In embodiments of the electronic gaming machine, the symbols on display may be evaluated at the completion of each respin, and if a prize-winning combination exists a prize is awarded according to the rules applying to the feature game phase.

Feature outcome respins may use a set of reel strips comprising a plurality of predefined reel strips, there being one for each pseudo-reel for each respin wherein each respin may be assigned a specific set of reel strips and wherein:

    • a) the number of symbol positions on each reel strip may be predefined; and
    • b) the symbols positions on each reel strip of each set of pseudo-reels may be populated by a single symbol (and/or its substitute) with provision for some symbol positions on each predefined reel strip to have no symbol assigned.

Preferably, in the set of reel strips, the reel strips for each pseudo-reel are identified similarly and before each free respin, subsequently to the first respin, any reel which is not held may be replaced by a similarly identified reel strip from the next set of reels strips.

A specific symbol (and/or its substitute) is used in each specific instance of a feature game phase and the specific symbol is selected according to predefined game rules. The selection of the special symbol may occur immediately following the occurrence of a trigger.

If more than 1 defined trigger occurs in a single game, feature phase implementations equal to the number of distinct triggers may be serially activated.

The trigger may be a combinational trigger, relying on a predefined outcome combination of symbols occurring during a base game. Alternatively the trigger may be a random trigger unrelated to outcome of the base game.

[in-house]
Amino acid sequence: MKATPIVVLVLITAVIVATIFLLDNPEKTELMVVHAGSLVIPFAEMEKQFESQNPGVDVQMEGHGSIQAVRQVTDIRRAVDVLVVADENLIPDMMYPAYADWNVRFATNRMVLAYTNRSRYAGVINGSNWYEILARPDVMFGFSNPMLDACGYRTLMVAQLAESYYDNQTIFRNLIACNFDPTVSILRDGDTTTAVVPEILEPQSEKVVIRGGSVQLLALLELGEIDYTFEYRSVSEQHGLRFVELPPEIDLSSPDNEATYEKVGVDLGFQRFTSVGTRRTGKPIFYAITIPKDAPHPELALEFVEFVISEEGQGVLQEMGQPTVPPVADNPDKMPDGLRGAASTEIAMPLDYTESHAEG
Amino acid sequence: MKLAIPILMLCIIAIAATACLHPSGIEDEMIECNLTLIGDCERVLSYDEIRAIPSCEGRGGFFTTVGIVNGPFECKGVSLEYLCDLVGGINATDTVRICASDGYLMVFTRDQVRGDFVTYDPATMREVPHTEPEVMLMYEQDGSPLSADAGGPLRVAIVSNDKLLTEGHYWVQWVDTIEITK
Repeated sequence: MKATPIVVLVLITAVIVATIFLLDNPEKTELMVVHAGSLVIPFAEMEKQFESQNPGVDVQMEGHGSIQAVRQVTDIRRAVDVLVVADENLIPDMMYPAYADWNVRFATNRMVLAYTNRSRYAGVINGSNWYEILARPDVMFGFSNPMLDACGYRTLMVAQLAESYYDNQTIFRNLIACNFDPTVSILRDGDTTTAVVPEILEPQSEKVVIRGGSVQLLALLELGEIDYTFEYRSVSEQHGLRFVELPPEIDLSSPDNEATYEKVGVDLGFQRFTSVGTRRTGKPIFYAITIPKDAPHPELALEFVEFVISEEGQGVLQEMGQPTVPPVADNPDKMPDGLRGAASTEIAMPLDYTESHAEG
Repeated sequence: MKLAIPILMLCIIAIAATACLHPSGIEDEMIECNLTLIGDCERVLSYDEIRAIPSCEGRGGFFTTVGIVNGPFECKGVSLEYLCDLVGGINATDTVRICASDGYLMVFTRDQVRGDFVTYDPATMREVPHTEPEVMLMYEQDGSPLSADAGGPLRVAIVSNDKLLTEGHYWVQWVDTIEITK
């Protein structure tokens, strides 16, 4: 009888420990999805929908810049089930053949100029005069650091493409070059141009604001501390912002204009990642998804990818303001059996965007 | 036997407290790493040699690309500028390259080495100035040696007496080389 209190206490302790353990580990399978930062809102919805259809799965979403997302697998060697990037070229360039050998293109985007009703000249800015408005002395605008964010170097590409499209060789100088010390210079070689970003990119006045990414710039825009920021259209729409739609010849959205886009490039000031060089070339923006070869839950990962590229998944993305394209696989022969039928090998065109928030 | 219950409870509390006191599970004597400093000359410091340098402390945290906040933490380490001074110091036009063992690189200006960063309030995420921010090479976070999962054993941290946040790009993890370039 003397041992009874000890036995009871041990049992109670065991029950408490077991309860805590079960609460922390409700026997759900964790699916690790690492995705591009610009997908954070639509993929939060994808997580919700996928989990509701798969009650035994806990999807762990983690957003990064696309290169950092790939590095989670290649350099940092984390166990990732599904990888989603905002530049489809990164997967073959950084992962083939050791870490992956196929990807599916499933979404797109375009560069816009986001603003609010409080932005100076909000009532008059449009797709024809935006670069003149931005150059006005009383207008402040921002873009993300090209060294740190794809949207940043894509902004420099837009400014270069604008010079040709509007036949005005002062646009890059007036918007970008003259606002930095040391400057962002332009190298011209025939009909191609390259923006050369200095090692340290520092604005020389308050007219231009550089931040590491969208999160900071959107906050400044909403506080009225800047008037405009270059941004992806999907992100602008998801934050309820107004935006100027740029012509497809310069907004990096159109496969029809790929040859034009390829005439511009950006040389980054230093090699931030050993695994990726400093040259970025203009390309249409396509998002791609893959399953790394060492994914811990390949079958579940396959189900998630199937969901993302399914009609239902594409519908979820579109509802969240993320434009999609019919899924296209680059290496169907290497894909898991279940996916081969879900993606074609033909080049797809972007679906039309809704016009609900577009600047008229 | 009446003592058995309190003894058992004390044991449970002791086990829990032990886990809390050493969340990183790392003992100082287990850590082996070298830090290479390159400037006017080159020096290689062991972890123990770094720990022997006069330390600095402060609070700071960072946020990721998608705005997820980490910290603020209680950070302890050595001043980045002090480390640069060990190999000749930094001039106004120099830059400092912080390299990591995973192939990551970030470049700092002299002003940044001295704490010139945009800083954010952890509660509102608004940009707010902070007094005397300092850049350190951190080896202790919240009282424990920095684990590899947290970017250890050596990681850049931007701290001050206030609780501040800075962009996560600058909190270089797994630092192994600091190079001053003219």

According to a third broad aspect, an electronic gaming machine is provided having a base game comprising a multi-line spinning reel game and a random prize awarding feature to selectively provide a feature outcome, the machine being arranged to offer the feature outcome when a game has achieved a trigger condition, the machine including trigger detection arranged to test for the trigger condition and to initiate the feature outcome when the trigger condition occurs, the trigger condition being determined by an event having a probability related to the number of lines played in the respective game.

According to a fourth broad aspect, a method of operating an electronic gaming machine is provided, the electronic gaming machine having a base game comprising a multi-line spinning reel game and a random prize awarding feature to selectively provide a feature outcome, the machine being arranged to offer the feature outcome when a game has achieved a trigger condition, the machine including trigger detection arranged to test for the trigger condition and to initiate the feature outcome when the trigger condition occurs, and the method comprising testing for the trigger condition and initiating the feature outcome when the trigger condition occurs, wherein the trigger condition is determined by occurrence of an event having a probability related to the number of lines played in the respective game.